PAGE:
Back in the 60’s and 70’s making the cover of Rolling Stone Magazine meant that you had made it to the top of the music world. So in 1972 Dr. Hook & the Medicine Show came up with the best solution possible on how to make the cover of the magazine. The first single released off of the second album Sloppy Seconds was titled The Cover of Rolling Stone and was all about making the cover. How many of you remember these lyrics:
“(Rollin’ Stone…) Wanna see our pictures on the cover
(Stone…) Wanna buy five copies for our mothers…(Yeah)
(Stone…) Wanna see my smilin face
On the cover of the Rollin’ Stone”
As the story goes three of the members did make the cover and true to their word they walked into the offices of Rolling Stone Magazine and purchased five copies for there mothers. Dr. Hook & the Medicine Show was the brain child of singer/ guitarist George Cummings who created the band in 1968. He brought along fellow “The Chocolate Papers” band members Ray Sawyer (the one with the distinctive eye patch) and keyboardist Billy Francis. The next member that the picked up was bass player and vocalist Dennis Locorriere who owns the rights to Dr. Hook and still tours today using the name Dr. Hook starring Dennis Locorriere. Drummer John “Jay” David joined and they had they core band in place. Although the band went through some personal changes throughout their active years Cummings, Locorriere and Francis where there from the beginning to the end in 1985. For the album Sloppy Seconds the other musicians where guitarist Rik Elswit and bassist Janice Garfat who both stayed with the band from 1972 until the end.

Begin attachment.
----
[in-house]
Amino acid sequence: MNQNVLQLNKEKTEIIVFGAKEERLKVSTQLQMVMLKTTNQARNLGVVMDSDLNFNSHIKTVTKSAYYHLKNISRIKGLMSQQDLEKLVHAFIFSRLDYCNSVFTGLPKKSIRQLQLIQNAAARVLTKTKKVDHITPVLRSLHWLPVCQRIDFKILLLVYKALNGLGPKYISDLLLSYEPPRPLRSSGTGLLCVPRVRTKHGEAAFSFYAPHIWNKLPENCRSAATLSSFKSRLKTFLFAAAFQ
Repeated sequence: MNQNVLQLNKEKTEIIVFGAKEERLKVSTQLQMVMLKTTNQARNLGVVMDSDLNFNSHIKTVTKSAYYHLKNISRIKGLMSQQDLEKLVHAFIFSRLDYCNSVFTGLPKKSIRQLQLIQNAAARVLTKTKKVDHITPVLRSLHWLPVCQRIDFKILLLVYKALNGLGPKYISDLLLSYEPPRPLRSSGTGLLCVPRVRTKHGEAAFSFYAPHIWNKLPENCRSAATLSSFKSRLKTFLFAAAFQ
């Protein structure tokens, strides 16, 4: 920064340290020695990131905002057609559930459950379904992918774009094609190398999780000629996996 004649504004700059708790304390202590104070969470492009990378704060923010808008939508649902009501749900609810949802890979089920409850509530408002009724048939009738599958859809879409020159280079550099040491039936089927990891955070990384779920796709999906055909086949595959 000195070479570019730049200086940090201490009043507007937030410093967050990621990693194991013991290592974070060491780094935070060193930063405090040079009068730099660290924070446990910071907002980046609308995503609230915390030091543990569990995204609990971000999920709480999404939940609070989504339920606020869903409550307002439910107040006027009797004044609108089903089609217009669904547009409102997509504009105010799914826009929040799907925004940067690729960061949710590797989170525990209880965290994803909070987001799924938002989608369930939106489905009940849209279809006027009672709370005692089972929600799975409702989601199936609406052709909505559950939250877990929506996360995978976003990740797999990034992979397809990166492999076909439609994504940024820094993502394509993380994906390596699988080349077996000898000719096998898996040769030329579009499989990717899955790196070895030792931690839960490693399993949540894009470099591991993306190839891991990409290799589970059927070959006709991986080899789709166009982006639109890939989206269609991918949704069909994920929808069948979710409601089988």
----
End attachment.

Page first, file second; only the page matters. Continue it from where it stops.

The Cover of Rolling Stone was written by songwriter Shel Silverstein (who wrote many tunes for the band back then) and released on Columbia Records. The Cover of Rolling Stone was all over the radio back then which made many executives very rich but unfortunately not the musicians.
As a bonus this week here is the video of Dr. Hook & the Medicine Show’s first hit song from their debut album Sylvia’s Mother. As writer Shel Silverstein it was a real conversation that he had with a ex-girlfriends mother.
“and the operator says 40 cents more for the next three minutes”